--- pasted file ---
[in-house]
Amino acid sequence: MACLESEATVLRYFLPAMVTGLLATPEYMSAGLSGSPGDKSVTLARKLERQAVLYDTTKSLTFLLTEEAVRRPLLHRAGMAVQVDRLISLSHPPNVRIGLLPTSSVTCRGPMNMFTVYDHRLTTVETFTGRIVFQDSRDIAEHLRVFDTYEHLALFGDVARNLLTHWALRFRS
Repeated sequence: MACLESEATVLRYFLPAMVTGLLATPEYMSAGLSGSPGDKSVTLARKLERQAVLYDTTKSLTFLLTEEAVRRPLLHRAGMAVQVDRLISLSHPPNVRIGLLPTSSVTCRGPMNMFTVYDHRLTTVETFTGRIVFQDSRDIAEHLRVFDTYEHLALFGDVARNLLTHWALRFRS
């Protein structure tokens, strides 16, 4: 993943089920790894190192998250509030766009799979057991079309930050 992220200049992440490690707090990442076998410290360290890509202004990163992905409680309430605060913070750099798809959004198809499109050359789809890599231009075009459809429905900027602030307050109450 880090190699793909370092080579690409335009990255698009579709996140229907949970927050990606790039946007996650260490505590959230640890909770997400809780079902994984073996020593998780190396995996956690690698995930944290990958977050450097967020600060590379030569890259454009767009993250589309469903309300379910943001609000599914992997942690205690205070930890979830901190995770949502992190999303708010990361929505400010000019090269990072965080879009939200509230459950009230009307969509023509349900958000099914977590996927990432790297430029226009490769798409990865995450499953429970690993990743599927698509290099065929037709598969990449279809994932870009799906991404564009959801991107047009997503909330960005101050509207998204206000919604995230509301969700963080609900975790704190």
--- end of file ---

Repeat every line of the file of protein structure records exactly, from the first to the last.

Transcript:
[in-house]
Amino acid sequence: MACLESEATVLRYFLPAMVTGLLATPEYMSAGLSGSPGDKSVTLARKLERQAVLYDTTKSLTFLLTEEAVRRPLLHRAGMAVQVDRLISLSHPPNVRIGLLPTSSVTCRGPMNMFTVYDHRLTTVETFTGRIVFQDSRDIAEHLRVFDTYEHLALFGDVARNLLTHWALRFRS
Repeated sequence: MACLESEATVLRYFLPAMVTGLLATPEYMSAGLSGSPGDKSVTLARKLERQAVLYDTTKSLTFLLTEEAVRRPLLHRAGMAVQVDRLISLSHPPNVRIGLLPTSSVTCRGPMNMFTVYDHRLTTVETFTGRIVFQDSRDIAEHLRVFDTYEHLALFGDVARNLLTHWALRFRS
């Protein structure tokens, strides 16, 4: 993943089920790894190192998250509030766009799979057991079309930050 992220200049992440490690707090990442076998410290360290890509202004990163992905409680309430605060913070750099798809959004198809499109050359789809890599231009075009459809429905900027602030307050109450 880090190699793909370092080579690409335009990255698009579709996140229907949970927050990606790039946007996650260490505590959230640890909770997400809780079902994984073996020593998780190396995996956690690698995930944290990958977050450097967020600060590379030569890259454009767009993250589309469903309300379910943001609000599914992997942690205690205070930890979830901190995770949502992190999303708010990361929505400010000019090269990072965080879009939200509230459950009230009307969509023509349900958000099914977590996927990432790297430029226009490769798409990865995450499953429970690993990743599927698509290099065929037709598969990449279809994932870009799906991404564009959801991107047009997503909330960005101050509207998204206000919604995230509301969700963080609900975790704190």